Iowa State missed on another basketball recruit Sunday when 2018 point guard Jordan Lathon chose Northwestern over the Cyclones. Lathon, a three-star prospect out of Missouri, visited Iowa State a little over a week ago.
Steve Prohm’s staff proved last fall that it could recruit at a high level by snagging the likes of Lindell Wigginton and Terrance Lewis but there is zero doubt that it has been a rough go since then.
In fact, I’m not sure that this spring could have gone much worse.
A lot of it was simply bad luck.
For one, I don’t blame Prohm at all for the loss of Darius McNeill, who was recently released from his National Letter of Intent at Iowa State. McNeill eventually signed with Cal last week, which coincidentally (not) is the school that his old AAU school recently took a job with.
It’s funny how things like that work out. ?
I am choosing the “don’t panic” way of looking at this entire basketball recruiting situation. It is way too early to come at this with a hard stance either way on the Prohm staff’s recruiting efforts. We just don’t have enough data to make a fair judgment either way.
It also goes without saying that this upcoming July period is going to be crucial for the future of this program, that really needs some momentum on the recruiting trail right now.
ICYMI: Some basketball recruiting news regarding 2018 point guard Tyler Harris can be found here. Landing a commitment from this young man would shut up a lot of critics.
The iconic Harlem Globetrotters held their annual “draft” last week where Naz Mitrou-Long went third. It is just a big joke but honestly, wouldn’t Naz be perfect for something like that?
— Harlem Globetrotters (@Globies) June 20, 2017
I was tailgating at the Iowa Speedway on Saturday night with a friend who has a son who is probably around the age of 12 or so. He goes to all of the former player camps. This kid’s dad told me that by far, Naz put on the best one. Naz is just so good with kids, and he shoots some crazy shots! Add that contagious personality to the mix and Naz really would be the perfect Globetrotter.
Let’s hope he makes some good money playing ball before going that route first.
I was pleasantly surprised and very encouraged last week when South Point released an early spread for the Iowa State/Texas game on Sept. 28.
Some pundits (not me) are picking Texas as high as second in the Big 12.
The fact that the real experts (Vegas) currently see this as a three-point game is encouraging.
Even with Iowa State’s win/loss total sitting at 4.5 (or 5.5 depending on where you look) right now, this means that Vegas sees Iowa State as a program that should be competitive with some of the best teams in the league in 2017.
That hasn’t really been the case over the last 3-4 years.
I had the opportunity to sit down and interview the iconic Tom Osborne on Friday and learned so much along the way. We covered a bunch of topics in the 30 minute interview but most interesting to Iowa State fans might be what Osborne had to say about his schools break up with the Big 12.
“I certainly miss the old Big 8 and the Big 8 certainly became a different conference when the old Southwest Conference folded and we brought in the four schools from the south division there. It put Nebraska in a precarious position because it was no secret that Missouri was looking to leave. We knew that Colorado was looking to join the Pac-12 if they could. The deal breaker for us was when we heard that the south division – all six schools – had been negotiating with the Pac-12 to possibly go to the Pac-12. That kind of left us with the idea that we might be the last man standing. So when the Big Ten, which was a stable conference that had been around for 140-150 years, let us know that they would be interested we decided that would be a good move for Nebraska. We didn’t know if the Big 12 was going to survive at that point. Now they did survive and I’m glad that they did. But I have to say that there is still probably some concern over the next few years as to what is going to happen.”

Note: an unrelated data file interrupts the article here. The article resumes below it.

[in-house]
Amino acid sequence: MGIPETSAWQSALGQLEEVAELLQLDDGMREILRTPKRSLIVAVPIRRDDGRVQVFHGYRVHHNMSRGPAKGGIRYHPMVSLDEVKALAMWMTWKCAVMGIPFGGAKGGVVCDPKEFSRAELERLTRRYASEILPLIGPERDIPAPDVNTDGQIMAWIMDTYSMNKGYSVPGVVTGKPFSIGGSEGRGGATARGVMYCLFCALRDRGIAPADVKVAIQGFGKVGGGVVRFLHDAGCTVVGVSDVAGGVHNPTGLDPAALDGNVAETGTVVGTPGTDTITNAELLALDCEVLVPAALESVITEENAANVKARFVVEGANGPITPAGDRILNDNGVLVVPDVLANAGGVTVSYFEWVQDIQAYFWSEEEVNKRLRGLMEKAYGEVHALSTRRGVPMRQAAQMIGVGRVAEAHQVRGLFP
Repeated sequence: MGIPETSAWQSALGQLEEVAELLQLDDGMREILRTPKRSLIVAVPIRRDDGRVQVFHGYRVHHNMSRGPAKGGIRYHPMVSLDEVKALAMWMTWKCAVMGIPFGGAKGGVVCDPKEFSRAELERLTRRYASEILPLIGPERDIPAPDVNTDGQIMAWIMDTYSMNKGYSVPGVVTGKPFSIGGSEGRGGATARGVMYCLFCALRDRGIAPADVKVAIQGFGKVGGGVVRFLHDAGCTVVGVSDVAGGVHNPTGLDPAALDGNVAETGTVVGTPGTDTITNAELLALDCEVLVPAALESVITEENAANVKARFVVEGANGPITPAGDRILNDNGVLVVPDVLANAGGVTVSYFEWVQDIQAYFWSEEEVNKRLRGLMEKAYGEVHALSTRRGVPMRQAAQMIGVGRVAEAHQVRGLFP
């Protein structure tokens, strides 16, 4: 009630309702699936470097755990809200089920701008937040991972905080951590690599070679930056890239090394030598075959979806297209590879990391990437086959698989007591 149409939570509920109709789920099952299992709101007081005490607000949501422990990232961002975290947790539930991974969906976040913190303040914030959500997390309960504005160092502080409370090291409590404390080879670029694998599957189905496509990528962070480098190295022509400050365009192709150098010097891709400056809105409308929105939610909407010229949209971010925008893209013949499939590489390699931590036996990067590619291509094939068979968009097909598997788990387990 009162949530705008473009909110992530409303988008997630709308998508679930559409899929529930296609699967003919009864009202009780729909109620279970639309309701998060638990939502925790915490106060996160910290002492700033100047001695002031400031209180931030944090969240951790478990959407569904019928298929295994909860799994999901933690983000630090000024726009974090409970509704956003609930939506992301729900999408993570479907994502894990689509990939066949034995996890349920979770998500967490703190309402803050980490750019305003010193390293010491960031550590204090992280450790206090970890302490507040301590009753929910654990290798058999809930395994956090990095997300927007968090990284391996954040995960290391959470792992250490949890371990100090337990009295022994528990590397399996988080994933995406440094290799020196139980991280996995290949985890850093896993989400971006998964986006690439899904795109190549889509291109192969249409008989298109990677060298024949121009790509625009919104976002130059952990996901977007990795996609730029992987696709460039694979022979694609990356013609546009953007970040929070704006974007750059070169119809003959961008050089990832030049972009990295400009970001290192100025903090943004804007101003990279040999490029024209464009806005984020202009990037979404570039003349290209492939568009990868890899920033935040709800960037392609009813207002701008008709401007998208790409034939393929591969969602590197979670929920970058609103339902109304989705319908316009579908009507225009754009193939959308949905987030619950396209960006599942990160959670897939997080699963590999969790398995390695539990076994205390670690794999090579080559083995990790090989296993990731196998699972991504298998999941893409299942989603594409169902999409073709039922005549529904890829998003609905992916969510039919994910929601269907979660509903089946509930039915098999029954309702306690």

Keep in mind that Osborne was Nebraska’s acting AD at the time of that school’s move to the Big Ten.
I found the above comment to be fascinating as it is somewhat different to what I had always heard went down, which was the following:
— The Big 12’s Board of Directors left a meeting in Kansas City all on board to share revenue equally, sign a new TV contract and more forward in its current form.
— Nebraska was on board to stay in the league and then out of nowhere, Colorado bolted to the Pac-12.
— That spooked Nebraska, which is consistent with what Osborne said, and forced the Huskers to act quickly and move to the B1G.
I was never aware that the six south schools were supposedly negotiating with the Pac-12 that early in the process – before Colorado/Nebraska had elected to leave. That is the part of Osborne’s answer that seems fuzzy to me. I’m not accusing him of lying, I just remember when Ken Starr and Baylor were ready to throw lawsuits at everybody if they were going to get left out. Seems a little bit hypocritical of Baylor to do that after the fact that they were part of the reason that the conference (as we knew it then) imploded in the first place.
It is Baylor though…
To put a bow on all of this, for the first time in a long time, I am really not concerned at all about the Big 12’s future. If anything, I agree with CBS’ Dennis Dodd, that the Big 12 could be picking apart the Pac-12 sooner rather than later.
Why the Pac-12, not the Big 12, may be in trouble. https://t.co/BIlqJIzLWx
— Dennis Dodd (@dennisdoddcbs) June 19, 2017
Anybody up for a road trip to Tempe?